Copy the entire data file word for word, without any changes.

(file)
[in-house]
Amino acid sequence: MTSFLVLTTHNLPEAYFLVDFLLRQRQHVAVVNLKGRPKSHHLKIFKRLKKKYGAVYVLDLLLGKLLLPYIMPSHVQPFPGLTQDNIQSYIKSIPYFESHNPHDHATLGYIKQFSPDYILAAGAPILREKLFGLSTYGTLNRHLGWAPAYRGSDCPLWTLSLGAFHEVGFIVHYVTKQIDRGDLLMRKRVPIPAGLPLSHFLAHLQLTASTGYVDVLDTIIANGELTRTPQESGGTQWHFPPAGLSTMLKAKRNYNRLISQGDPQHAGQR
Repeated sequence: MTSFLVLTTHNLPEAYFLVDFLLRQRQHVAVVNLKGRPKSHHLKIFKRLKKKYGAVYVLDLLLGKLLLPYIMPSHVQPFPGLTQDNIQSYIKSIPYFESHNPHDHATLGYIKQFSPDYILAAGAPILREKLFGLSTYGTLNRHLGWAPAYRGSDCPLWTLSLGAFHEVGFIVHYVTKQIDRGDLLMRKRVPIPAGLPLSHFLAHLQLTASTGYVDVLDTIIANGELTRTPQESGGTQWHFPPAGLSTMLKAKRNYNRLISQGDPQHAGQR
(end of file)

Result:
[in-house]
Amino acid sequence: MTSFLVLTTHNLPEAYFLVDFLLRQRQHVAVVNLKGRPKSHHLKIFKRLKKKYGAVYVLDLLLGKLLLPYIMPSHVQPFPGLTQDNIQSYIKSIPYFESHNPHDHATLGYIKQFSPDYILAAGAPILREKLFGLSTYGTLNRHLGWAPAYRGSDCPLWTLSLGAFHEVGFIVHYVTKQIDRGDLLMRKRVPIPAGLPLSHFLAHLQLTASTGYVDVLDTIIANGELTRTPQESGGTQWHFPPAGLSTMLKAKRNYNRLISQGDPQHAGQR
Repeated sequence: MTSFLVLTTHNLPEAYFLVDFLLRQRQHVAVVNLKGRPKSHHLKIFKRLKKKYGAVYVLDLLLGKLLLPYIMPSHVQPFPGLTQDNIQSYIKSIPYFESHNPHDHATLGYIKQFSPDYILAAGAPILREKLFGLSTYGTLNRHLGWAPAYRGSDCPLWTLSLGAFHEVGFIVHYVTKQIDRGDLLMRKRVPIPAGLPLSHFLAHLQLTASTGYVDVLDTIIANGELTRTPQESGGTQWHFPPAGLSTMLKAKRNYNRLISQGDPQHAGQR